Panel to hear ex-chief

Panel to hear ex-chief

ANKARA - Hürriyet Daily News
Panel to hear ex-chief

Former Chief of General Staff, retired Gen Büyükanıt (L), has been called to answer questions about his controversial meeting with Prime Minister Erdoğan. DAILY NEWS photo, Selahattin SÖNMEZ

Members of a parliamentary panel investigating past coups have agreed to invite former Chief of General Staff Gen. Yaşar Büyükanıt over a 2007 memorandum challenging the government, as well as a much-speculated Dolmabahçe meeting between the top soldier and Prime Minister Recep Tayyip Erdoğan.

“Our commission will hear Büyükanıt concerning the [military’s] e-memorandum of April 27 [2007]. However, we will also address questions concerning the Dolmabahçe meeting. We believe that it is important to know the content of that meeting,” Mehmet Şeker, a commission member from the Republican People’s Party (CHP), said yesterday.

During yesterday’s debate, the CHP said Erdoğan should also be invited to the commission in order to give information regarding both the Feb. 28 process, which refers to the harsh army-led campaign that forced Turkey’s first Islamist prime minister, the late Necmettin Erbakan, to resign in June 1997, and the April 27 e-memorandum. Meanwhile, former Prime Minister Tansu Çiller is expected to appear before the commission on Nov. 7.

“He [Erdoğan] had at the time said that he would come if he is invited. If the members of the commission from the AKP [ruling Justice and Development Party] also agree, then he may be invited,” Şeker said.

Erdoğan held a closed meeting with Büyükanıt at the historical Dolmabahçe Palace – where Erdoğan has an office – on May 4, 2007, only days after the e-memorandum in which the Turkish Armed Forces (TSK) threatened to step in to protect Turkey’s secular system after then-foreign minister, Abdullah Gül, became a presidential candidate.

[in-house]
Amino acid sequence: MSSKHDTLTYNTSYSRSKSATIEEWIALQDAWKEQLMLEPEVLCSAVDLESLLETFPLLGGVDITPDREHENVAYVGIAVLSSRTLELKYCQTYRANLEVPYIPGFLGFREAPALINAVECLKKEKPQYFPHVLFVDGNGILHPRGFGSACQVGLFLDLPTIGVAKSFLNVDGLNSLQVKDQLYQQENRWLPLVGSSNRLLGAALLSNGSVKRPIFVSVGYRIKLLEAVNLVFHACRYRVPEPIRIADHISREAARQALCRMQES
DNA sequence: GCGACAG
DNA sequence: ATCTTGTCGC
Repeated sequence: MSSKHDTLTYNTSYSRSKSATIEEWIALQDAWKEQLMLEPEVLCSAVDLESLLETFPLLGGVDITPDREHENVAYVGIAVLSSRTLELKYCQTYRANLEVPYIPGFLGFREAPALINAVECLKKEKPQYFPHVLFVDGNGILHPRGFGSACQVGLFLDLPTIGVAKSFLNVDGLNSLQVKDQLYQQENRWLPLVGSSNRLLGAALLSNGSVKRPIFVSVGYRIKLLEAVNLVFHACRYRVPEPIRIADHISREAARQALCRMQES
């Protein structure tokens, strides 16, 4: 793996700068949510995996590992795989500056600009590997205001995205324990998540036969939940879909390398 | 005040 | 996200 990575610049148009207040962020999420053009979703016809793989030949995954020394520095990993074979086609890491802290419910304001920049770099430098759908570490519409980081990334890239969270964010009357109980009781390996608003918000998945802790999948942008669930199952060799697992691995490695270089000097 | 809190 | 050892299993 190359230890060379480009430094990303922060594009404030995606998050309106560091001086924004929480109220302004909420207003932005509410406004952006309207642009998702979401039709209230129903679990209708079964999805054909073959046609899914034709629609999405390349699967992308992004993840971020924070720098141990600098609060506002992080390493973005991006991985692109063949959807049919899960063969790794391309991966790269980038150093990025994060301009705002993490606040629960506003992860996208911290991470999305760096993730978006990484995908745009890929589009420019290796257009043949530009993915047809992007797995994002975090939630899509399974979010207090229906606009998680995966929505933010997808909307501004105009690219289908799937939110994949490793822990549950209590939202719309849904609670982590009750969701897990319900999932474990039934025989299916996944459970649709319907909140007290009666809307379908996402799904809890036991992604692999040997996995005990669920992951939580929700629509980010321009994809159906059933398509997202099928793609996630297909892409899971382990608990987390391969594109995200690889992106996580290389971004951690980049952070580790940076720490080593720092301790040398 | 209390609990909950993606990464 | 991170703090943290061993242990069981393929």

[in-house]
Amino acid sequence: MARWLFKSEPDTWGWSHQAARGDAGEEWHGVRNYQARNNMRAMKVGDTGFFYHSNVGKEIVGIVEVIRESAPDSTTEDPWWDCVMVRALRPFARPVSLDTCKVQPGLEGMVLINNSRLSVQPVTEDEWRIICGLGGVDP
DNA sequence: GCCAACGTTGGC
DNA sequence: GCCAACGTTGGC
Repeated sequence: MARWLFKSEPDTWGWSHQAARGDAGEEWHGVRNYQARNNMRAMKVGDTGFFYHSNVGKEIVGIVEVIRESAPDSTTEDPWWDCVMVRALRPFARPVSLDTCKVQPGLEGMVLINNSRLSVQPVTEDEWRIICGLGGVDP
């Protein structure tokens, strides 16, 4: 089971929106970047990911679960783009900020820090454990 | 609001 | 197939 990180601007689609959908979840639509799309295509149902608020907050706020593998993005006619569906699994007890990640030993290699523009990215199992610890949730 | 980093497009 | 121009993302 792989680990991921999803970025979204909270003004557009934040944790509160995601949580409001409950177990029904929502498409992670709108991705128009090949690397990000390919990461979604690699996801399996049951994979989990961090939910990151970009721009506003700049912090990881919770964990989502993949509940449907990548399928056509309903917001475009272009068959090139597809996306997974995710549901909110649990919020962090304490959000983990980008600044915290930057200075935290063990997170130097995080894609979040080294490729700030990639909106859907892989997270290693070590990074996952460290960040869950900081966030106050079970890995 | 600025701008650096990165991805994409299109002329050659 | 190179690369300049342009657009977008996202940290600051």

When asked about the Dolmabahçe meeting at the time, Erdoğan said he and Büyükanıt promised to each other not to disclose the content of the meeting. “I will never break my promise,” Erdoğan said in response to insistent questions on the content of the meeting.

The secretiveness of the meeting led to much speculation. In February 2012, Erdoğan’s office denied media reports that said he had blackmailed Büyükanıt with alleged compromising images of the chief’s daughter at the secret meeting. The Prime Ministry’s statement called the allegations “baseless” and said Erdoğan reserved his right to legal action. The blackmail claims were carried by daily Aydınlık based on a U.S. diplomatic cable made public by whistle-blowing website WikiLeaks.

In April 2012, Nationalist Movement Party (MHP) leader Devlet Bahçeli urged Erdoğan to reveal what he had discussed with Büyükanıt, suggesting that the “e-memorandum” could have been drawn up in collusion between the government and Büyükanıt, stressing that it helped portray the ruling party as a victim and boosted its vote in the 2007 general elections.

The “e-memorandum,” posted on the military’s website around midnight on April 27, 2007, was the first episode in a chain of events that forced early elections. In the statement, the army threatened to step in to protect Turkey’s secular system after Gül became candidate for president.

Following his retirement, Büyükanıt publicly said he personally penned the statement. The fact that he has ducked investigation so far has fanned speculation that he is enjoying protection under a deal he made with Erdoğan.